2. Krumholz A, Wiebe S, Gronseth G, Shinnar S, Levisohn P, Ting T, Hopp J, Shafer P, Morris H, Seiden L, Barkley G, French J; Quality Standards Subcommittee of the American Academy of Neurology; American Epilepsy Society. Practice Parameter: evaluating an apparent unprovoked first seizure in adults (an evidence-based review): report of the Quality Standards Subcommittee of the American Academy of Neurology and the American Epilepsy Society. Neurology 2007; 69(21): 1996-2007. PMID 18025394
  3. Passman R, Horvath G, Thomas J, et al (2003). Clinical spectrum and prevalence of neurologic events provoked by tilt table testing. Arch. Intern. Med. 163 (16): 1945–8.
  4. Benbadis SR, Wolgamuth BR, Goren H, Brener S, Fouad-Tarazi F (1995). Value of tongue biting in the diagnosis of seizures. Arch. Intern. Med. 155 (21): 2346–9.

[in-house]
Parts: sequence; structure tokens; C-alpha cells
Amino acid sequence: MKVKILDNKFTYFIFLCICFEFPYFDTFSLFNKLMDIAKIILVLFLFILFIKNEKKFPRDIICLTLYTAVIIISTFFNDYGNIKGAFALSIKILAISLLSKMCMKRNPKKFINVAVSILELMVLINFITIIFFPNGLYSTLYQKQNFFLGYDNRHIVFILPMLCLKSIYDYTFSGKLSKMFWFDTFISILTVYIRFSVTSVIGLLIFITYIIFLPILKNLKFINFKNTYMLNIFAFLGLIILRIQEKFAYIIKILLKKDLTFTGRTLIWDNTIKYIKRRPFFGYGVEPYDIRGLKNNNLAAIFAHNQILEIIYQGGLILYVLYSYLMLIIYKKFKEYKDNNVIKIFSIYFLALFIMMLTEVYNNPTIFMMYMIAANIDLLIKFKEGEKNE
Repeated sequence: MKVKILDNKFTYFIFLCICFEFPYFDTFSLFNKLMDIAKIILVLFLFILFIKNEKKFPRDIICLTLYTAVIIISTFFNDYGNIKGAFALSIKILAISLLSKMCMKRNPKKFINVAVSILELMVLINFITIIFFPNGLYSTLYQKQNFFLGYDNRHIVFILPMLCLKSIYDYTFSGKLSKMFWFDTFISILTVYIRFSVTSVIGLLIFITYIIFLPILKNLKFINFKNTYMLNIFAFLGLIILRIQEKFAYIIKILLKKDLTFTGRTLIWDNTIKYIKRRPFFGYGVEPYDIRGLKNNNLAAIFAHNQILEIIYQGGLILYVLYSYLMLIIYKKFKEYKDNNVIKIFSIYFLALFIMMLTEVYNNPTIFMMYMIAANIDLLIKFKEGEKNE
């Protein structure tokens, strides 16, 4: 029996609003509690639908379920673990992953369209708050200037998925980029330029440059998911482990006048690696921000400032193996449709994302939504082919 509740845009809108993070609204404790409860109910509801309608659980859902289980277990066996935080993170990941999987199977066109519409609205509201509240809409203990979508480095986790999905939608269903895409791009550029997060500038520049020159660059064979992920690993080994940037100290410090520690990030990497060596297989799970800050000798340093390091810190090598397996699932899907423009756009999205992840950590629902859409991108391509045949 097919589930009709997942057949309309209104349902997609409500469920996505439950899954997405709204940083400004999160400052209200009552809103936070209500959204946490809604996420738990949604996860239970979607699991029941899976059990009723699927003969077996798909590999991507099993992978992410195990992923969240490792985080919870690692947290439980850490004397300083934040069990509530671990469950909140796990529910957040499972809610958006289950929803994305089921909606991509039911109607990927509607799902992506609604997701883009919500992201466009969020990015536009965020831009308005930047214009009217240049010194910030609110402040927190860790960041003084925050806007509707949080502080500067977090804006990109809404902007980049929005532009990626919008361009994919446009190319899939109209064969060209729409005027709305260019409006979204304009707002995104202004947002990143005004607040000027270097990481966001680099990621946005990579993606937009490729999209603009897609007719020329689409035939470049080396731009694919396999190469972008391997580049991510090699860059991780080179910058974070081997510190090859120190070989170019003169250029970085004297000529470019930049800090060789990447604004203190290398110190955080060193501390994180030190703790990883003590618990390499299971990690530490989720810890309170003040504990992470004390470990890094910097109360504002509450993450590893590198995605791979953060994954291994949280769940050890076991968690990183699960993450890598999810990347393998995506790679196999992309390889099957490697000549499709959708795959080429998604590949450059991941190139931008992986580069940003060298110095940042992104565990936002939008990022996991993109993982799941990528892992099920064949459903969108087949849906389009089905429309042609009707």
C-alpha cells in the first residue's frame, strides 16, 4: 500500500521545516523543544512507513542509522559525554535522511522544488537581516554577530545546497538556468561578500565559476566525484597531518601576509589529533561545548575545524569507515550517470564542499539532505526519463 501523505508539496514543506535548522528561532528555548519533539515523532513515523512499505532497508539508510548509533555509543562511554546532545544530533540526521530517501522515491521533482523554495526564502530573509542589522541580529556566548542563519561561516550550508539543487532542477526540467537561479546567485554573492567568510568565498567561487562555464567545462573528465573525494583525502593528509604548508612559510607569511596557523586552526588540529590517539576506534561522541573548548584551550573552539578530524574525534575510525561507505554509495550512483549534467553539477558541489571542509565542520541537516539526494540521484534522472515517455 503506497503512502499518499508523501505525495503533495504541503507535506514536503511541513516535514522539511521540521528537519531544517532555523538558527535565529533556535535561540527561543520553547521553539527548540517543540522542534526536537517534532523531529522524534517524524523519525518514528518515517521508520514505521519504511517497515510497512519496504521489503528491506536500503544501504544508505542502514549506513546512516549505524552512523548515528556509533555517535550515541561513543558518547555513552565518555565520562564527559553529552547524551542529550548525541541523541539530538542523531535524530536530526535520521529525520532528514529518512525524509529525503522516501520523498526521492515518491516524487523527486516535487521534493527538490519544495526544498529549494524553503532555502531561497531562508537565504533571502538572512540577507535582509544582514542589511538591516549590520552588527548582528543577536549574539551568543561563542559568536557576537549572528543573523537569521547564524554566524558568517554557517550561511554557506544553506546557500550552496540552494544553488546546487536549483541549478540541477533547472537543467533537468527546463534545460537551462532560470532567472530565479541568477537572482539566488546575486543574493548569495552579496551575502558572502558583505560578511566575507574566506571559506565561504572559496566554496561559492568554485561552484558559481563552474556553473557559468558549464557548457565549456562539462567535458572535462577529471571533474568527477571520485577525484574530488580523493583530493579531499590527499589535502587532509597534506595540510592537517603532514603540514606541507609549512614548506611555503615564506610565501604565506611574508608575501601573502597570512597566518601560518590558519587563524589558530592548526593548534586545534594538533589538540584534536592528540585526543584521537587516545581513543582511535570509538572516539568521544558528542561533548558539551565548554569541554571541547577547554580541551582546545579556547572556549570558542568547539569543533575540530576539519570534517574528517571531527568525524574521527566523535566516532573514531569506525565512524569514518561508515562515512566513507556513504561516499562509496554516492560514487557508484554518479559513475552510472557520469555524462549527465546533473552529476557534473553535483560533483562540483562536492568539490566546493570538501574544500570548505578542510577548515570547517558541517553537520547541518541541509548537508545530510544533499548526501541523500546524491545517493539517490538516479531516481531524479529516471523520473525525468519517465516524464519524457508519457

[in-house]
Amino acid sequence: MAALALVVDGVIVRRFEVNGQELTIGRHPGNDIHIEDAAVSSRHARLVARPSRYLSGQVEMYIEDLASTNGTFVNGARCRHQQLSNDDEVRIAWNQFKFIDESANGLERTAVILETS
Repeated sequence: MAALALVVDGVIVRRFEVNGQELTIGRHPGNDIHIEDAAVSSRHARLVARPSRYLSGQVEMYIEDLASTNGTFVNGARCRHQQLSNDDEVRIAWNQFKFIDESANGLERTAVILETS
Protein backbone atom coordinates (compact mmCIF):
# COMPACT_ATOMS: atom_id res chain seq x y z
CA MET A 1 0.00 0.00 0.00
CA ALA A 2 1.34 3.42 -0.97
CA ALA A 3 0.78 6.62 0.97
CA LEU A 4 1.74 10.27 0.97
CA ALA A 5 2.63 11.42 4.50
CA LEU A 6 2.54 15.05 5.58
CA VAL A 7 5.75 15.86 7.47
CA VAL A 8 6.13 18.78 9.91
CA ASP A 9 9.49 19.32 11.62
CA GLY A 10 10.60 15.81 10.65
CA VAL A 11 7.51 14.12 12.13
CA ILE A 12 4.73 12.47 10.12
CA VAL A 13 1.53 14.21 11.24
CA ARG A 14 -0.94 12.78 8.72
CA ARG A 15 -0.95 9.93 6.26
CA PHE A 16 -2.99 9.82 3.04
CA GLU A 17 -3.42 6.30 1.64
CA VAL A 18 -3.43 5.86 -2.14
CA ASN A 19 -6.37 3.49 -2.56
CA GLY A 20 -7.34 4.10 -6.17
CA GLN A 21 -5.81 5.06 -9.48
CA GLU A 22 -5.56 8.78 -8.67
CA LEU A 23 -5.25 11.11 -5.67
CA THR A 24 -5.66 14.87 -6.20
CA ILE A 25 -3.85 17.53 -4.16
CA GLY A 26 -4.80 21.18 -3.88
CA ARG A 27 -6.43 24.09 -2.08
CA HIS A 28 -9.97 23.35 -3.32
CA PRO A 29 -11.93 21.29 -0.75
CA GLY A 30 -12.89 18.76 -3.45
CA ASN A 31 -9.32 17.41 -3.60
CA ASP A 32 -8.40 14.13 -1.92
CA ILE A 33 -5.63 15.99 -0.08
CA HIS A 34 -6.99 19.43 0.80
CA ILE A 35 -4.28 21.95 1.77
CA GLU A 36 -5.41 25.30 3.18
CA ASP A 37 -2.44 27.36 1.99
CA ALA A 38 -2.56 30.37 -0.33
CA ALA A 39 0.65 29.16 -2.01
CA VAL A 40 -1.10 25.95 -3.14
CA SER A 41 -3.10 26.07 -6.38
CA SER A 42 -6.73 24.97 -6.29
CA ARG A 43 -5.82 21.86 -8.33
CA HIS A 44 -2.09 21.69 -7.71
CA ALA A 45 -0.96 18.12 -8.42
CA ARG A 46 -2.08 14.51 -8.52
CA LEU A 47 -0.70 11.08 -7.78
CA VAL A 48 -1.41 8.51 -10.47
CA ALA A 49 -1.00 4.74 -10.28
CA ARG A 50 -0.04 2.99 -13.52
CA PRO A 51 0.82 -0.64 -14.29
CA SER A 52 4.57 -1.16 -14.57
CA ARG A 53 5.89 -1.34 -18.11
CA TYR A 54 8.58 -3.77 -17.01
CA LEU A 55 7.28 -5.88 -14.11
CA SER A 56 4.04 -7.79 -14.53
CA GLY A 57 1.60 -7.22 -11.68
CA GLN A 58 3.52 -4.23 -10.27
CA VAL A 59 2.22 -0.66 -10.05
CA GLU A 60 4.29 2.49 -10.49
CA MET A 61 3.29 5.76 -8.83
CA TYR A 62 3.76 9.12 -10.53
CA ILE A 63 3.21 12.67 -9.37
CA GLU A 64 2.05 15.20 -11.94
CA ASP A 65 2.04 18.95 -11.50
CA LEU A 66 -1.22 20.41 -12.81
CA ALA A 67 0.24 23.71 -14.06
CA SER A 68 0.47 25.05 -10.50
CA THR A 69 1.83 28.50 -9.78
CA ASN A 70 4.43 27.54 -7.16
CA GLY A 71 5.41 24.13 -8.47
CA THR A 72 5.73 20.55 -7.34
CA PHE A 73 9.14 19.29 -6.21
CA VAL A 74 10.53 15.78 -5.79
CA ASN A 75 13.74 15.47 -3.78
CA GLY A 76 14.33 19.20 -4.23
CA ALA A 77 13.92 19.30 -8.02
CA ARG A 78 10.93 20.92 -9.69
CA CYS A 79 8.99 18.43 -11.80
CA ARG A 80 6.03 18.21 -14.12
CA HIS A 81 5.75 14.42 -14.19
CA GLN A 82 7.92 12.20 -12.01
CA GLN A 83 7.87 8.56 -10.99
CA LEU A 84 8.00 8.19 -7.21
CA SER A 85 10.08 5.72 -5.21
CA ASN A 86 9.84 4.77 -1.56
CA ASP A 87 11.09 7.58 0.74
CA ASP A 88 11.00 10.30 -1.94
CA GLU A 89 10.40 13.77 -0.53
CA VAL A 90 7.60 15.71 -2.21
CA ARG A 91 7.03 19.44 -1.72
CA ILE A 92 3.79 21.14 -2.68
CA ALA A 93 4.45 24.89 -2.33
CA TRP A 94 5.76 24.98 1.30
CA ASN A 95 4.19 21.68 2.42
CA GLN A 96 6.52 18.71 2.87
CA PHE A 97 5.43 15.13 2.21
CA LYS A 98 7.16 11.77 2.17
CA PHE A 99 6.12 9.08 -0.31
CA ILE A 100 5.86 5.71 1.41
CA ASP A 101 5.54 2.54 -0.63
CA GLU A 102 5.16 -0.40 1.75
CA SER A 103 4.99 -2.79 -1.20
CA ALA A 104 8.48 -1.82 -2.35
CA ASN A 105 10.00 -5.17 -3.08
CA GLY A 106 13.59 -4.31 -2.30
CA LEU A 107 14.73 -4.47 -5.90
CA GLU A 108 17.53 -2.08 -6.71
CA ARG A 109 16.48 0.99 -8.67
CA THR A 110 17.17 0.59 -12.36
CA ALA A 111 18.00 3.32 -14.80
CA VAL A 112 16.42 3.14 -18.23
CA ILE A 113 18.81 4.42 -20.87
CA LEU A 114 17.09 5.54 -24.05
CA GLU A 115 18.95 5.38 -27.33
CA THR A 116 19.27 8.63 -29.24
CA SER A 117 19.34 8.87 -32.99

5. Ahmad S, Beckett MW (2004). Value of serum prolactin in the management of syncope. Emergency medicine journal : EMJ 21 (2): e3.
  6. Chen DK, So YT, Fisher RS (2005). Use of serum prolactin in diagnosing epileptic seizures: report of the Therapeutics and Technology Assessment Subcommittee of the American Academy of Neurology. Neurology 65 (5): 668–75.
  7. Shukla G, Bhatia M, Vivekanandhan S, et al (2004). Serum prolactin levels for differentiation of nonepileptic versus true seizures: limited utility. Epilepsy & behavior : E&B 5 (4): 517–21.
  8. Dalziel D, Uthman B, Mcgorray S, Reep R (2003). Seizure-alert dogs: a review and preliminary study. Seizure 12 (2): 115–20.

External linksEdit